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Which Alcoholic Drink Causes the Worst Hangover? Dr. Oz Has the Answer and More

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In the August issue of O the Oprah Magazine, Dr. Oz distills for readers the latest and often confusing news on alcohol drinking safety. In particular, news reports that appear in conflict with each other such as “Drinking a glass of wine daily is good for a woman’s heart” followed by “Drinking wine increases a woman’s chance of developing breast cancer by 15 percent.”

With even the experts not in total agreement over what is really safe and is not safe, its raises the question, "What’s a poor thirsty girl to do?"

Rest easy ladies, Dr. Oz has the answer to your questions with sound practical advice that he and his wife Lisa follow when it comes to drinking alcohol. The following is a summary of Dr. Oz’s do’s and don’ts as he raises a glass to toast your good health:

DO: pour wisely

According to Dr. Oz, it’s all about moderation and the type of alcoholic beverage you pour when it comes to drinking safely. In spite of a warning in at least one study that suggests that women who drink 3 to 6 drinks per week have a 15 percent increased risk of developing breast cancer, it’s important to recognize that this can be influenced by how much and what kind of alcohol constitutes a drink.

The safe standard is to limit your daily drinks to 12 ounces of beer, 5 ounces of wine or 1.5 ounces of liquor. That said, Dr. Oz warns that where some people can slip on their drinking is the size of glass used. Do pour wisely by using only tall narrow glasses over short, wide tumblers that encourage over-pouring your drink.

DON’T: Save up your drink quota for the weekend

Skipping on your daily allowance of alcohol does not mean that you can then make up for it on a weekend of inebriated fun—otherwise known as binge drinking. Yes, that’s right. You don’t have to drink heavily every day or so to qualify as a binge drinker—once a week meets the requirement set by health experts who define binge drinking for women as four or more drinks in a two-hour period.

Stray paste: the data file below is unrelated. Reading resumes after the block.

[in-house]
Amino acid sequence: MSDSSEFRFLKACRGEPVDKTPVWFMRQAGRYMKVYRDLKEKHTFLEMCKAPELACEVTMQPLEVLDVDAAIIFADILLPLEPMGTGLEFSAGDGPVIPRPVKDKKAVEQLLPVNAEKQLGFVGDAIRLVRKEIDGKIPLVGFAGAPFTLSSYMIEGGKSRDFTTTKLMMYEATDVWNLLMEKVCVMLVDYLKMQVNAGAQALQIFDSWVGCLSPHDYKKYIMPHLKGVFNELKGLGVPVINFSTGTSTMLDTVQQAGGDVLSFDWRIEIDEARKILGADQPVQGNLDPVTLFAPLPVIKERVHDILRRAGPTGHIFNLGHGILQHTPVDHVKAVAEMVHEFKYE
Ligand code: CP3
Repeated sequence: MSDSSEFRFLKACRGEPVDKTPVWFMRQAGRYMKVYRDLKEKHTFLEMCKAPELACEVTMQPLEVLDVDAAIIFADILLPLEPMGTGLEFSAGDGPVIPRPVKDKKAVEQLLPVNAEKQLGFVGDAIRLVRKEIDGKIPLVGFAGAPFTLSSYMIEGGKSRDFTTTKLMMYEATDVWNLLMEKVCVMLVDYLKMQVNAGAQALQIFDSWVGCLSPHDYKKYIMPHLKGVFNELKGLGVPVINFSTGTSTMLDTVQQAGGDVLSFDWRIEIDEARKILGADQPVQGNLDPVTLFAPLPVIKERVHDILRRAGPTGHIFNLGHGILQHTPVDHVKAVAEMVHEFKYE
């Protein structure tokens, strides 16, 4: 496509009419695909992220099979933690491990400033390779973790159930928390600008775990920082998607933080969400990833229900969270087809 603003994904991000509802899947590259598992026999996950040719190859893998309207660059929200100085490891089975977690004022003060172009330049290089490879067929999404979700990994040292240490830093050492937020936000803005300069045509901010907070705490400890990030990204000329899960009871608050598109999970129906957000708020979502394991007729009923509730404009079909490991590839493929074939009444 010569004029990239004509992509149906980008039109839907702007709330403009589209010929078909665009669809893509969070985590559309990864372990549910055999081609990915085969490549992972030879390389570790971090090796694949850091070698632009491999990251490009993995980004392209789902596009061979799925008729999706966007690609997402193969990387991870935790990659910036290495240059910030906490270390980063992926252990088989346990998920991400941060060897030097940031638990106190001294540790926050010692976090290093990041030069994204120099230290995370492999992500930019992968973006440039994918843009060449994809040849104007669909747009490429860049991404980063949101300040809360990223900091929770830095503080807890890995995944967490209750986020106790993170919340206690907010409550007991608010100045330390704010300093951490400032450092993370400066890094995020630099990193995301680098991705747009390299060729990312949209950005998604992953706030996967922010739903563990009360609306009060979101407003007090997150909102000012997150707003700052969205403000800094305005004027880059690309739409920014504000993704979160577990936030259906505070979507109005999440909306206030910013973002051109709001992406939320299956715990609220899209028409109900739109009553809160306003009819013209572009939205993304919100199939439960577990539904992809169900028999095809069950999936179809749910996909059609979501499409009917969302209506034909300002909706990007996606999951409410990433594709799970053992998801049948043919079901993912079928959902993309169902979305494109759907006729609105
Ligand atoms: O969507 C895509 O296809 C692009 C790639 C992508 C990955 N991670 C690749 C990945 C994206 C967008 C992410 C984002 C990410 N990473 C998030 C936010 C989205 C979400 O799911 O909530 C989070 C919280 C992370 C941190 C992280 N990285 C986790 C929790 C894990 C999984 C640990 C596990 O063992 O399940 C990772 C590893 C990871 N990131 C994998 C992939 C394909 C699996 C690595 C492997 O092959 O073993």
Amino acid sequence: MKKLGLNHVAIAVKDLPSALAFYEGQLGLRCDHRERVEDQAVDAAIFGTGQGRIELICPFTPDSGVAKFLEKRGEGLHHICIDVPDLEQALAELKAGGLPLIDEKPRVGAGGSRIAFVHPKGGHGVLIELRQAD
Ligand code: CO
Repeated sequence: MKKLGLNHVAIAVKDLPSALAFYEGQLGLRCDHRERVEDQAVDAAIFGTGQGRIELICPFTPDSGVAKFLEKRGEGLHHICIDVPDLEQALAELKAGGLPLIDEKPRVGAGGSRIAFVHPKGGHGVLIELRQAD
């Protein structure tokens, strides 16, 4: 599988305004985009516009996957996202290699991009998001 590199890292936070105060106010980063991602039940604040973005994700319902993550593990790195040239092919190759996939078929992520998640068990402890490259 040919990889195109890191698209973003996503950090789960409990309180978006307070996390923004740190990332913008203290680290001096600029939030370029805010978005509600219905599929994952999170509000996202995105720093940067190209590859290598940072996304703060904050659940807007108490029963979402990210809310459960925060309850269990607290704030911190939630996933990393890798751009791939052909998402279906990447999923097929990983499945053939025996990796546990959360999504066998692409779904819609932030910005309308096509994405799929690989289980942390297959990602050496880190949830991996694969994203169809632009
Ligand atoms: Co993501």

The health risk of consuming more than the recommended amount of alcohol is that it raises your blood pressure very quickly, thereby putting undue stress on fragile blood vessels in the brain. Dr. Oz reports that one study showed that people who binge on occasion were 85 percent more likely to have a stroke later in life. Consumer Reports on Health also places a warning against binge drinking stating that people who binge drink have higher rates of high blood pressure and are 56% more likely to suffer a stroke than non- or moderate drinkers—even in the absence of coronary artery disease.

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DO: Abstain from drinking during pregnancy

Pay no attention to studies that attempt to determine just how much alcohol taken and when, is safe during a pregnancy—the results of these studies are too varied warns Dr. Oz. When it comes to protecting your unborn baby’s brain and other neural development, abstaining from drinking is the best and most sound advice.

Although you may know someone who drank moderately during pregnancy and gave birth to a perfectly healthy-appearing baby, the effects of alcohol on cognition and IQ may not be evident until later in life.

DON’T: Have a nightcap to induce sleep

Take your one allowed drink at dinnertime, but no later than that, advises Dr. Oz as he points to studies that have shown that waiting until bedtime to have a nightcap to help induce sleep actually results in a less-restful night. Drinking does put you to sleep quickly, but it also interferes with normal rapid eye movement (REM) sleep that your brain needs to prepare for the next day.

DO: Keep it light

Sometimes you are at an event where it seems impossible to stick to that one drink only rule. In situations like this, treat it like calories during an event—go for the lighter stuff. In the case of alcoholic beverages, clear liquors like gin and vodka are lighter and better choices for your body over darker liquors such as bourbon.

Dr. Oz points out that darker drinks like whiskey and brandy have higher concentrations of toxic compounds called “congeners” from the fermentation process that can adversely affect your health. Congeners are sought after by distilleries to provide specific tastes and flavors that make each beverage unique. Dr. Oz relates one study from the journal Alcoholism: Clinical and Experimental Research that found that bourbon (with 37 times more congeners than vodka) causes significantly worse headaches than the same amount of alcohol from clear liquors such as vodka.

For more health info related to drinking alcohol, click on the titled link “Hangover Remedy from a Vegetable? Some Scientists Say ‘Yes’" to discover ways to recover from a night of too much imbibing.

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Reference: “A Toast to Your Health: August 2013 issue of O the Oprah Magazine.